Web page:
I was able to steal the Lenovo IdeaPad U110 from my wife long enough to get these up close shots, as well as comparison shots to the Lenovo X300. Having handled them both and typed on each one, my preference would lean toward the X300, although I’m not the target market for the U110 – my wife and kids are. I can tell you that I would absolutely love to see a Tablet PC version of the U110 without the glossy effect, though. I don’t think I’ve ever held a notebook as light as the U110 before. It is awesome to hold, and my mind is going crazy thinking about the possibilities of a U110 Tablet. I absolutely love the bright red finish, and touch of class that the etching adds to the overall design of the U110. It has class written all over it.
It goes without saying that the U110 is a fingerprint magnet. From the screen to the mouse buttons, everything is glossy. The glare on the screen is going to be a bit bothersome, too. Personally, I think the gloss on this machine is overkill.
Taking pictures of the U110 is quite challenging due to the gloss, so I apologize in advance for the reflections. Click on each one for a higher res image.
Sorry – no Experience Index comparison between the two. The X300 has XP Pro installed.
Size comparison between the X300 and the U110
Another front shot size comparison between the X300 and the U110
Side size comparison between the X300 and the U110
Height comparison between X300 and U110
The full frontal shot of the U110 – the glossy finish of the entire front is hard to miss
Inside shot size comparison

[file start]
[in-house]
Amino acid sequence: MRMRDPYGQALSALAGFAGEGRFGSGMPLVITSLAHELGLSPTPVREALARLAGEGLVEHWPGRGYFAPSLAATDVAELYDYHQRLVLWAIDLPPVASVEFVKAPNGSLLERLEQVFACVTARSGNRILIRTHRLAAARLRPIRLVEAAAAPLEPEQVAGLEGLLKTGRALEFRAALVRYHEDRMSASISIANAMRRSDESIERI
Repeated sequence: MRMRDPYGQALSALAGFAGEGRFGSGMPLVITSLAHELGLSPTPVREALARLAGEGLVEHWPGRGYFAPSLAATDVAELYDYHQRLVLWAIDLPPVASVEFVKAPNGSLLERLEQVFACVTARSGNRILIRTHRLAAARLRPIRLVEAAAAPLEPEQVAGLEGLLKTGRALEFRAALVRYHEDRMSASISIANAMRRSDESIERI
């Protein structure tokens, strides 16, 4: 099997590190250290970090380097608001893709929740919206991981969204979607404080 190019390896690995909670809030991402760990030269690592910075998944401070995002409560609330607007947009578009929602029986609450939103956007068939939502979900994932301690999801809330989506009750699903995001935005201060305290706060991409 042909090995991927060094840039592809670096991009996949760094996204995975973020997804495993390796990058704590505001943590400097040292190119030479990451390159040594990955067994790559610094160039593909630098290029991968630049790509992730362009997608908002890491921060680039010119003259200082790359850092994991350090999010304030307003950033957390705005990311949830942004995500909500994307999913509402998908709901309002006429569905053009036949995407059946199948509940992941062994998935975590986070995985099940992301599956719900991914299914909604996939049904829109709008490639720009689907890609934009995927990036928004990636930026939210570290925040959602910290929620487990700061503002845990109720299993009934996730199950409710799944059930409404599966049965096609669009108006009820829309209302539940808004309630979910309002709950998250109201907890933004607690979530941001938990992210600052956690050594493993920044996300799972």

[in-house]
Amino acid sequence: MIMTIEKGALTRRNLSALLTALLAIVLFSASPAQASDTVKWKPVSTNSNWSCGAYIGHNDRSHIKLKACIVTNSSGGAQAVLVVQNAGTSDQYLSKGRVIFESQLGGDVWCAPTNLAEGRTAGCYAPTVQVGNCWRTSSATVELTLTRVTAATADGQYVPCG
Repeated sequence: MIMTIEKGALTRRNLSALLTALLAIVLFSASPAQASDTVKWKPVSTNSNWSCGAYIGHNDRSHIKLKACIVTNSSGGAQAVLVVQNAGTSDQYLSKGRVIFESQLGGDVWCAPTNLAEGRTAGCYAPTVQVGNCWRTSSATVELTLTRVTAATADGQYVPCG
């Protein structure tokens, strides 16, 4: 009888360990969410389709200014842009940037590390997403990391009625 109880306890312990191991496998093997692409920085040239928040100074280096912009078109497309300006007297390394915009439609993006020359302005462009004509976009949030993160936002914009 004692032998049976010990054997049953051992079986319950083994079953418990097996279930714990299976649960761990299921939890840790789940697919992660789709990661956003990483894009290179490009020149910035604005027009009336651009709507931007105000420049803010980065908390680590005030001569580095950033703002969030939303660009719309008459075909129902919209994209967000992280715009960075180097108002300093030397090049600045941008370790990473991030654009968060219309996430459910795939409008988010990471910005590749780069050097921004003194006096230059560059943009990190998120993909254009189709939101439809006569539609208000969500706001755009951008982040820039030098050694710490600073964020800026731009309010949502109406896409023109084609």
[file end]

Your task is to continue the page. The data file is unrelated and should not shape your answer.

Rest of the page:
Closer shot comparing keys
Back finish. It has a very nice rubberized feel on the back. The etching from the front carries through to the back
Side shot of the keyboard, wrist pad, and touch panel. Everything on the inside of the U110 is high-gloss.
Side shot of the screen, with the X300 behind the U110. The screen is flush with the casing
Trackpad and buttons. The buttons are flush with the casing
7-cell battery – provides a nice rubberized grip . It also gives a nice angle for keyboarding
4-cell battery – sits flush with the back casing.
Side view with the 4-cell in
Side view with the Express Card slot, 6-in-1 card reader, headphone / mic, 1394, USB, Ethernet, and Kensington lock slot
Side view with power, VGA, 2 USB ports, and wireless on / off switch
Veriface – notice the circles around my eyes as it tries to detect me. This is very cool. I find it difficult to click the logon button underneath the Veriface window to bypass facial recognition, though.
Lenovo’s very small AC adapter. It is good to see them moving away from their bulky AC adapter.
Front of the AC adapter
Lenovo’s U110 adapter compared to Dell’s Latitude XT adapter
Another comparison between the U110 adapter and the XT adapter
Side view between the U110 adapter and the XT adapter